Man's ear lobe bitten off in Plymouth nightclub
A Plymouth man with a binge-drinking problem bear-hugged a stranger in a city nightclub and bit off part of his ear, a court heard.
Angelo Crowe then walked off, but returned and told his bleeding victim: "Sorry, I thought you were someone else."
Victim Steve Haywood had to undergo plastic surgery because the ear-lobe could not be stitched back.
Crown Prosecution Service prosecutor Alistair Verheijen told Plymouth Crown Court that Mr Haywood was out for the evening with friends on May 2 last year and they ended up in Oceana nightclub.
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Mr Haywood and a friend approached the DJ booth to request a record when Crowe walked up, put his arms around him and leaned over as if to whisper in his ear.
He then pulled away and walked off.
Mr Haywood felt something cold and wet on his ear, then the DJ told him he had been injured and he realised it was blood.
Part of his left ear about 1.5cm by 1cm had been bitten off, and blood was streaming down his neck.
Crowe was identified by a doorman who knew him.
Mr Haywood was taken to Derriford Hospital, where he was given intravenous antibiotics, kept in overnight and later underwent plastic surgery.
Crowe was arrested but made no comment, and tests on a jumper revealed his saliva and Mr Haywood's blood.
Crowe then pleaded guilty at a preliminary hearing to assault causing grievous bodily harm.
Mr Verheijen revealed that in May 2008, Crowe was jailed for 10 months for sexual assault in the same club.
He was also given a five-year Asbo, but this was later quashed by the Court of Appeal.
Jason Beal, for Crowe, said his client struggled with binge drinking and would welcome a drinking banning order.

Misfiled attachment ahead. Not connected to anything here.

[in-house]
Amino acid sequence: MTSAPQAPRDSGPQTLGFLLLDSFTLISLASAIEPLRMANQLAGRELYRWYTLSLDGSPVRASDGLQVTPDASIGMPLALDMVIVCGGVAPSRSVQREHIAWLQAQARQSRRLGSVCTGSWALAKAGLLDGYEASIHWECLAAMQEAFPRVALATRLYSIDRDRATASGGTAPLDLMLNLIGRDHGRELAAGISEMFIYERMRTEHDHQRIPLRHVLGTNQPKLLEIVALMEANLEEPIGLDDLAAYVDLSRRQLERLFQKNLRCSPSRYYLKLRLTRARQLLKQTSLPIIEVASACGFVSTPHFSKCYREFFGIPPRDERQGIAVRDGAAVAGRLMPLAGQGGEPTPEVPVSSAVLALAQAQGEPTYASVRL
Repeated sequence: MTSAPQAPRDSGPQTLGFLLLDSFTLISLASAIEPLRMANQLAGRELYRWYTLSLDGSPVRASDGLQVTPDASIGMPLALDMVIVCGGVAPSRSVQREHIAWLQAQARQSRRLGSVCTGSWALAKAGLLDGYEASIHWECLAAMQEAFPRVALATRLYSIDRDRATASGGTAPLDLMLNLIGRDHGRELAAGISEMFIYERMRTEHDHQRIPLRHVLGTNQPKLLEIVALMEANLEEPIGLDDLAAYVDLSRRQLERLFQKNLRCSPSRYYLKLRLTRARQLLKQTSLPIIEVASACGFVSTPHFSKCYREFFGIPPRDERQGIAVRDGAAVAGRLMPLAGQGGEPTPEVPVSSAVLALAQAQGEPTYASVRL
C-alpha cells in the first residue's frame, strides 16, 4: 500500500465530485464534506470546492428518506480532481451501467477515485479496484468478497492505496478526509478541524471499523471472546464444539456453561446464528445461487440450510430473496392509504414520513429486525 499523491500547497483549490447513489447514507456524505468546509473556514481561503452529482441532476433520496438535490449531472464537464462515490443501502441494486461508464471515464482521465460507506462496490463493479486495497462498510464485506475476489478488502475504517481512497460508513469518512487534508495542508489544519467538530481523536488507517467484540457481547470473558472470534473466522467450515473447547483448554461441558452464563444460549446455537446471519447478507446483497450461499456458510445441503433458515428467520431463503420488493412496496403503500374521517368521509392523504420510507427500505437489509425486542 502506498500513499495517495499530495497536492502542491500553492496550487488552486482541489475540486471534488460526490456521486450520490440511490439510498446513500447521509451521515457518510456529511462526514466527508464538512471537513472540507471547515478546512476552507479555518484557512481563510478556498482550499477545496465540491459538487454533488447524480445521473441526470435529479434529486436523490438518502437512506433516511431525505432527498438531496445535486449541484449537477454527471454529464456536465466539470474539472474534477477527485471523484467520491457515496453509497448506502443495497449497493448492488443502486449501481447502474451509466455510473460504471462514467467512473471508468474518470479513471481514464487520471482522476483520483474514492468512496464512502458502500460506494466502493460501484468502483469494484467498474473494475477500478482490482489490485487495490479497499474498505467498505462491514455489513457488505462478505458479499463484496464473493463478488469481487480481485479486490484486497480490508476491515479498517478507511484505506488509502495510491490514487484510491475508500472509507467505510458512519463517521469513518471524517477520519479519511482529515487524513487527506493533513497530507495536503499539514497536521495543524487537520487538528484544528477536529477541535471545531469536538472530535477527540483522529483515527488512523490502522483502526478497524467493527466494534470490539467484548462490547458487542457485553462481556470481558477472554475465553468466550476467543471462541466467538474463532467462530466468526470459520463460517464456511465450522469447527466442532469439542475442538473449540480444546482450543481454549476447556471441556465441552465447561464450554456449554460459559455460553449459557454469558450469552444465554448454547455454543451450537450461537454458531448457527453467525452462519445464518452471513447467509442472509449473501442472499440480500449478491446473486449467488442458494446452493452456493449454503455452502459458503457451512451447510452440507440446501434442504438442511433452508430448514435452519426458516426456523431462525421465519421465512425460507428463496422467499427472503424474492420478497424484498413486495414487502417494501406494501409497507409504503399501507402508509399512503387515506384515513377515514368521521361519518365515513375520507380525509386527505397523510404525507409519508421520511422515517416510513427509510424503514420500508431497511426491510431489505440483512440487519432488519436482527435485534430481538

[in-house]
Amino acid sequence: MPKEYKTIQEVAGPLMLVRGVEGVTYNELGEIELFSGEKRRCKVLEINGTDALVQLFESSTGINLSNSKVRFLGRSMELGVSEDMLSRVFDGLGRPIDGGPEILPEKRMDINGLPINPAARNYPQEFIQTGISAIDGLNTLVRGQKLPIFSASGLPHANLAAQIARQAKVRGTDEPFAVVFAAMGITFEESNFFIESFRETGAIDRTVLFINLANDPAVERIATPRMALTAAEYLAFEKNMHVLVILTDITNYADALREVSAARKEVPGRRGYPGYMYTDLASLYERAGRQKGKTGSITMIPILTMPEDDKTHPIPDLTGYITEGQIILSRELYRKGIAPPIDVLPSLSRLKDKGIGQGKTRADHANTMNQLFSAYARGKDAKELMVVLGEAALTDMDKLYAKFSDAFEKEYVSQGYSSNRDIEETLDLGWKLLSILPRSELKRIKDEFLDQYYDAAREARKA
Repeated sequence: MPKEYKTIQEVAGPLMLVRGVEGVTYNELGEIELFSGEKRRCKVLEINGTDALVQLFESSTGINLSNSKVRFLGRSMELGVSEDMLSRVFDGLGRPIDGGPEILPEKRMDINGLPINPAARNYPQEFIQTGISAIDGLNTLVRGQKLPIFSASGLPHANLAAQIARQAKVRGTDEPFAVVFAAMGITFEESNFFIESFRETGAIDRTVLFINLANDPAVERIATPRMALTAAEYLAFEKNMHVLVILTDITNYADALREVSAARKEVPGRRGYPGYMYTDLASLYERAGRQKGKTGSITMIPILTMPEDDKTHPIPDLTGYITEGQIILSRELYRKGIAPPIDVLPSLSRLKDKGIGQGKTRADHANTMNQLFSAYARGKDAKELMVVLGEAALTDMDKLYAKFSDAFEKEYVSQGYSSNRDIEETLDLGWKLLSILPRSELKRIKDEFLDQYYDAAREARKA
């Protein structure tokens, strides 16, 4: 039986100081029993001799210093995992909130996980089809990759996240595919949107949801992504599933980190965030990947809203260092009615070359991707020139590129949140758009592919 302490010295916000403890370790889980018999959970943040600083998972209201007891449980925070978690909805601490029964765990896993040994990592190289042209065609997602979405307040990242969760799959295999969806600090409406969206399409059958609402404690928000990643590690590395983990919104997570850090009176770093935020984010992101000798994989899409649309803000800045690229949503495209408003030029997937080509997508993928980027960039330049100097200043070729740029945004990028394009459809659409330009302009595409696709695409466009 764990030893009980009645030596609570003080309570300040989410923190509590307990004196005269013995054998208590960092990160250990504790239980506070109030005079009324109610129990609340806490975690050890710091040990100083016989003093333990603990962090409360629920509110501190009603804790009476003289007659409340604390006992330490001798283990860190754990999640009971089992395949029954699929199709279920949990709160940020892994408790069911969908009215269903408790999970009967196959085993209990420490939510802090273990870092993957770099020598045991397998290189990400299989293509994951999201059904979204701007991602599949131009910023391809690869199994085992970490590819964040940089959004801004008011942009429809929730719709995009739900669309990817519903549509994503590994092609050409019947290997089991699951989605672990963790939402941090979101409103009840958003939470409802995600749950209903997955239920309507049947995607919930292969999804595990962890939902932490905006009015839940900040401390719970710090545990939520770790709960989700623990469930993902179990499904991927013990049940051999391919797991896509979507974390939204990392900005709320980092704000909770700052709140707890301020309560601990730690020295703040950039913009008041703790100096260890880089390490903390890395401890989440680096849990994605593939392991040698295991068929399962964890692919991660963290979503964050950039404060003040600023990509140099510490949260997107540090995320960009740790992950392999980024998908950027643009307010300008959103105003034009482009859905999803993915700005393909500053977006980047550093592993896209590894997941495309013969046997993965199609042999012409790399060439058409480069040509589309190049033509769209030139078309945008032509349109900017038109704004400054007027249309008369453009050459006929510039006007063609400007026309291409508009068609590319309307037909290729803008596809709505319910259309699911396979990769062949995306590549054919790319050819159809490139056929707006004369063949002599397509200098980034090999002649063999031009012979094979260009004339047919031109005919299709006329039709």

He said the attack was brief and contributed to by his drunkenness and boisterous behaviour with his friends.
Mr Beal said Crowe's problems came about when he was injured and unable to train or box.
He went out with friends, drank to excess and had been in a downward spiral since, he said.
He may have given a bad impression in his Probation Service interview because his partner, who is due to give birth to their first child in July, was in hospital with suspected meningitis.
Judge Erik Salomonsen told Crowe that Mr Haywood was a wholly innocent victim and there had been no provocation.
The offence was aggravated by being at night, in a club, while in drink and by a man with previous convictions, and the fact that Mr Haywood had suffered ongoing effects.
He said the Probation report described him as "callous in nature" and said he had shown no remorse.
Judge Salomonsen added: "You don't appear to appreciate how serious this is.
"You feel your rights are of a higher value than others."
He jailed Crowe, aged 22 and of Embankment Road, Prince Rock, for 15 months and imposed a two-year drinking banning order covering the city centre, Barbican and Coxside areas.
Crowe was formally acquitted of an alternative charge of inflicting grievous bodily harm with intent, which he had denied.